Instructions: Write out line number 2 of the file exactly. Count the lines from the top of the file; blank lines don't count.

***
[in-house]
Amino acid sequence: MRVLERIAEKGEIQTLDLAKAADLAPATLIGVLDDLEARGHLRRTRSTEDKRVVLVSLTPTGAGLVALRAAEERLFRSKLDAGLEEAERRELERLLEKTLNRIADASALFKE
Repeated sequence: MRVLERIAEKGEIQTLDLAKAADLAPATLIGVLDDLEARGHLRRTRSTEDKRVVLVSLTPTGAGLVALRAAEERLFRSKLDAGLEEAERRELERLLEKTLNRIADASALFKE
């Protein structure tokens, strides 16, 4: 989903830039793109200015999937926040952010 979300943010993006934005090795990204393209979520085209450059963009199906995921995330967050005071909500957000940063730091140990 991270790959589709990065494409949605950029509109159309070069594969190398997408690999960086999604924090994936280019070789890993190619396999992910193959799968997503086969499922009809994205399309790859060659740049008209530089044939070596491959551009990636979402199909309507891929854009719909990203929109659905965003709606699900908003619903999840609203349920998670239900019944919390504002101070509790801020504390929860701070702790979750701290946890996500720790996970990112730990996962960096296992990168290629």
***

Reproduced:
Amino acid sequence: MRVLERIAEKGEIQTLDLAKAADLAPATLIGVLDDLEARGHLRRTRSTEDKRVVLVSLTPTGAGLVALRAAEERLFRSKLDAGLEEAERRELERLLEKTLNRIADASALFKE